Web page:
Footie Fanatics 

Blazing indoor soccer action is a big draw at Alameda's Bladium.

Bladium Sports Club in Alameda may have started out as a hockey facility, but these days indoor soccer is all the rage there. Located in a former airplane hangar on the old Alameda Naval Air Station, Bladium is an enormous indoor space, hosting one inline hockey rink and two indoor soccer "fields." One game after another, both league and pickup soccer games are played by a mixed bag of children, men, and women of all ages, all running in circles and jumping on and off the field.

Picture this: a soft, fluffy turf, known as AstroPlay, that creates the feel of a simulated outdoor space. You are inside a 180'x80' oval with fiberglass walls and nets above that extend as far as the eye can see. You take a shot, and bang! The ball hits the wall and flies right back at you before you even know what's happened. Indoor soccer is a challenge to the outdoor player and a real test of the reflexes.

Timothy Heider, a resident of Richmond, has been playing soccer at Bladium on and off for four years. He says he likes the speed and intensity of the game, and that it uses a regulation soccer ball. "I like the aggro," he says. "It's exciting." He enjoys playing at Bladium because it has a feeling of community, "like a club."

Luis Orellana, the soccer director known by some as the "godfather" of soccer at Bladium, is responsible for the rapid development of the soccer activities, which now encompass 211 league teams with as many as two thousand people a week -- and more -- coming in just to play soccer. A former professional player from Nicaragua, he says indoor is great because it's fast, you get to score more goals, and it helps to develop your outdoor game. He encourages newcomers to play pickup because it's fun and noncompetitive, plus: "It's an inexpensive sport. You don't need a lot of equipment." He even teaches a clinic for beginners on Tuesday evenings.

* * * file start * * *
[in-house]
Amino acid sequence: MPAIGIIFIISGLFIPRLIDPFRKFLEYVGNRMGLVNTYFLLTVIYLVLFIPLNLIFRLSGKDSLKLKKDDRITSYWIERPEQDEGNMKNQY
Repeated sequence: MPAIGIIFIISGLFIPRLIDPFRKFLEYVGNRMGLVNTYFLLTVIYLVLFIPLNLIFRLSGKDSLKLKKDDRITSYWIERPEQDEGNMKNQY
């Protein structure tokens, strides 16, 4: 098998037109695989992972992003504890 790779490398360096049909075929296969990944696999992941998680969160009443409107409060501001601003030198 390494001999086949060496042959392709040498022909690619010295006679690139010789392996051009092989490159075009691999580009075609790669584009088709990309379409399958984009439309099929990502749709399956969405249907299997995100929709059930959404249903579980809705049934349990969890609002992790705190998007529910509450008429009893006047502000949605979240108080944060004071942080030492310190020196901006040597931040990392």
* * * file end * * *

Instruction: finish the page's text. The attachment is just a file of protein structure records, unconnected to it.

The adrenaline rush at Bladium comes from more than just participation -- it also offers the thrill of spectatorship. Groups of players from countries such as Poland, Romania, and El Salvador often form their own teams. According to Orellana, some people drop by up to five times a week just to watch the high-level teams like the SF Glens, composed of mostly professional players. Kevin Umezawa, who has played and watched games at Bladium, says indoor soccer is exciting to watch because "It's like a condensed version of soccer, with a lot more action going on. It's like soccer on speed."

If you want to join in, bring two T-shirts -- one light, one dark -- any Wednesday at 5:30 p.m. or Tuesday or Friday at noon. Playing costs $7.50 for nonmembers, but is free to watch. For those who like to play and mingle, there's a coed league on Friday evenings. Bladium is also a full gym, with equipment and classes of all kinds, volleyball, and batting cages. But why bother, with so much football fanaticism going on? Go to 800 West Tower Avenue, Building 40, Alameda, or check it out at


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